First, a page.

Many people are surprised to learn that sunglasses are regulated by government agencies to ensure that they meet certain standards for quality and safety. In the United States, sunglasses are regulated by the Food and Drug Administration (FDA), which sets standards for the performance and labeling of sunglasses and other eyewear.

Ensuring Safety and Protection

The FDA requires that sunglasses meet certain requirements for lens transmittance, UV protection, and impact resistance. Lens transmittance refers to the amount of light that is allowed to pass through the lens, and the FDA sets limits on this to ensure that sunglasses do not interfere with vision. UV protection refers to the ability of the sunglasses to block harmful UV radiation, and the FDA requires that sunglasses block at least 99% of UVA and UVB radiation. Impact resistance refers to the ability of the sunglasses to withstand impacts without breaking or causing injury, and the FDA sets standards for this as well.

In addition to these requirements, the FDA also requires that sunglasses be labeled with information about their UV protection and lens transmittance. This helps consumers make informed decisions about the sunglasses they purchase.

The Food and Drug Administration (FDA) requires shipments of nonprescription sunglasses include the “Drop Ball Test” certificate. This certificate confirms the safety and durability of the lens for impact resistance. Consumers, manufacturers, and sellers are required to test a batch of lenses prior to shipping them. The number of lenses tested for impact resistance within each batch or lot varies depending on material and type of lens being shipped. Records of the drop ball test must be maintained for a minimum of three years from the date of shipments for the FDA upon request.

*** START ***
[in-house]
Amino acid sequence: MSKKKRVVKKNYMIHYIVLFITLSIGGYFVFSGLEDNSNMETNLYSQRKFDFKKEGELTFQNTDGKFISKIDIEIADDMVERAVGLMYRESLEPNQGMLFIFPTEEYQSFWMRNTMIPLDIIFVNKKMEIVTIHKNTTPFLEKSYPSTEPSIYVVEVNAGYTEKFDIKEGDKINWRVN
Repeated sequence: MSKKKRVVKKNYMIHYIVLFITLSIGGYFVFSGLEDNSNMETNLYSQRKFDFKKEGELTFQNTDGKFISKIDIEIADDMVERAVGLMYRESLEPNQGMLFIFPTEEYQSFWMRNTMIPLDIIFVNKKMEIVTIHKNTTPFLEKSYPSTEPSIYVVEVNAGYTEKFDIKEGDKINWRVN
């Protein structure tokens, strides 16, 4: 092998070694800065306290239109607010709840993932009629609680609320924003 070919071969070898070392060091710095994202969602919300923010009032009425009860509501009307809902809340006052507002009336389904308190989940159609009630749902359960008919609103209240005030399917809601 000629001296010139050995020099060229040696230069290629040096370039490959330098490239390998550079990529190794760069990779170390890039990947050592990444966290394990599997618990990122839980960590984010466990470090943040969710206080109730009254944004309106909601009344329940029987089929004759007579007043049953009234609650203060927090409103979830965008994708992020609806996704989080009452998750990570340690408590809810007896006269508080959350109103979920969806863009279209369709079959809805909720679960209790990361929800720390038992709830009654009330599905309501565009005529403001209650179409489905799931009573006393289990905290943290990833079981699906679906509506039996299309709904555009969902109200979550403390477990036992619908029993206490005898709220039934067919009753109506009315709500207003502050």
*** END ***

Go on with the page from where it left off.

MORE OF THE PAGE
The FDA does not require a particular method for making eyeglass lenses impact resistant, however the lens must adhere to the regulations outlined in 21 CFR 801.410(d)(2) which reads “In the impact test, a 5/8-inch steel ball weighing approximately 0.56 ounce is dropped from a height of 50 inches upon the horizontal upper surface of the lens. The ball shall strike within a 5/8 inch diameter circle located at the geometric center of the lens. The ball may be guided but not restricted in its fall by being dropped through a tube extending to within approximately 4 inches of the lens. To pass the test, the lens must not fracture….”

Other countries have similar regulations for sunglasses to ensure that they meet certain standards for quality and safety.